Time Magazine was once a publication I held in high regard. I remember that it and National Geographic would be delivered to my house and my father, whom I admired as an intellectual, would praise the conveyance of information from them.
Now we get loaded pieces of pseudo-journalism with either base level unhelpful facts, half facts with a side of bias to paint the picture they want, or outright obfuscation like the photo from their piece that I screen capped from theirs to start mine.
That, for those wondering, is not an AR-15. The caption clearly reads “A young boy shoots an AR-15…” implying rather pointantly that the pictured weapon, a German MG-42 which is an NFA regulated automatic weapon, is an AR-15. One could, as I assume Time wishes me to, give them the benefit of the doubt that the caption also says “…and other weapons.” With that proviso I should infer that the author clearly means for the photo and caption to convey that the young boy, shooting a locked down tripod mounted machine gun that can go nowhere and is a glorified noise maker, is actually shooting one of those other weapons because it isn’t an AR-15.
I know that. I’m somewhat familiar with firearms. But Time’s audience is largely not. Time doesn’t address their content to SME’s, they address the public. So what is the public to infer from a photo of a young boy shooting a firearm, that I know is an MG-42, which they likely know nothing about, don’t know the regulations for, and may vaguely recognize from World War II period movies and TV shows when it is captioned ‘Young boy shoots an AR-15…’?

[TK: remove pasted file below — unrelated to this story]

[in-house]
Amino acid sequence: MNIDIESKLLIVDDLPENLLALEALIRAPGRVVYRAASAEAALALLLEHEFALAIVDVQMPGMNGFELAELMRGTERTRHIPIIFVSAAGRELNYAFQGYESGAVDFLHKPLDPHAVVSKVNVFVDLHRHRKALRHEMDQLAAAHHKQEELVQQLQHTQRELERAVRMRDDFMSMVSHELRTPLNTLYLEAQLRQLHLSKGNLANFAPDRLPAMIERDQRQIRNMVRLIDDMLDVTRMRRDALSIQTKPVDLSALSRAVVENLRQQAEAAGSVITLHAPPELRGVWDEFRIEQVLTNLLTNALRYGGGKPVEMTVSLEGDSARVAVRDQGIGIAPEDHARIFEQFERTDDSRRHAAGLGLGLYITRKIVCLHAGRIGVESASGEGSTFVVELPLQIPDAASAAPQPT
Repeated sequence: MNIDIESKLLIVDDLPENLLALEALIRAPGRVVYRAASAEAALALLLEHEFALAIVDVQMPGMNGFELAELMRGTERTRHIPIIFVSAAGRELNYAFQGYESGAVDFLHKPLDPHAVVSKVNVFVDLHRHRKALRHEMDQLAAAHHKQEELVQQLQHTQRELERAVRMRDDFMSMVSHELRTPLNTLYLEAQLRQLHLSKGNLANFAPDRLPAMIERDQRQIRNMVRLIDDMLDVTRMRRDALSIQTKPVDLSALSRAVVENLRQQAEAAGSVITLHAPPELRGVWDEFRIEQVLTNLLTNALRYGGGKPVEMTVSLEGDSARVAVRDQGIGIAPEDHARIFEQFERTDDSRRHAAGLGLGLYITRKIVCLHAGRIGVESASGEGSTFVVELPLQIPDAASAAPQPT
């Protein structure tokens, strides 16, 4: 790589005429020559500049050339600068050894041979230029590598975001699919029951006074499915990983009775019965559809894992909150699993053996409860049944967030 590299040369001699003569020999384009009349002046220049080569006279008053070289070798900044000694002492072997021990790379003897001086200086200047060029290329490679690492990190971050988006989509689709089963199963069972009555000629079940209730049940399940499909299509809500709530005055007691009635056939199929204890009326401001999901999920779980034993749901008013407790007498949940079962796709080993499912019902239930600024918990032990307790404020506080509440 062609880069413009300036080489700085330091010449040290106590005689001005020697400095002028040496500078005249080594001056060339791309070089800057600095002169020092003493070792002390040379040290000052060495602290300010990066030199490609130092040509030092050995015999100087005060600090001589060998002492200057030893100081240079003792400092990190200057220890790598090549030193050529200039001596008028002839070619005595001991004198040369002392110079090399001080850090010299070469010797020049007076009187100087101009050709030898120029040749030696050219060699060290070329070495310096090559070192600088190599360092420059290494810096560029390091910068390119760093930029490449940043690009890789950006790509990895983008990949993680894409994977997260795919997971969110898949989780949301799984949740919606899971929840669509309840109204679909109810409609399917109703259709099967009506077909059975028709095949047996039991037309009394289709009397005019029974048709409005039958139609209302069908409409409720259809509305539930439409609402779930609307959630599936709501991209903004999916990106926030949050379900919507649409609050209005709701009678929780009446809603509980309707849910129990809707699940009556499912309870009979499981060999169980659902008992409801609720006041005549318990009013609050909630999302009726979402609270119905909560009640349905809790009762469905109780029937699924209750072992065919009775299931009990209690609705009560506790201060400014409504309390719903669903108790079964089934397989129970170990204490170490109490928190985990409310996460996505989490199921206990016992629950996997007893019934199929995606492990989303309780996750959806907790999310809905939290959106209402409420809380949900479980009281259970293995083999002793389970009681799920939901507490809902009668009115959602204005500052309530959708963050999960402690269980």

This is known as crafting a message, it is the most insidious form of lying because you use the technical truth to do it. The caption is ‘truthful’ in that the boy probably shot AR-15’s at the 2019 event and that the weapon he is pictured shooting is an ‘other weapon’. But that isn’t what will be conveyed to an casual reader. When you mislead your inexpert audience instead of informing them, you are lying.
So Time, how are we going to do this?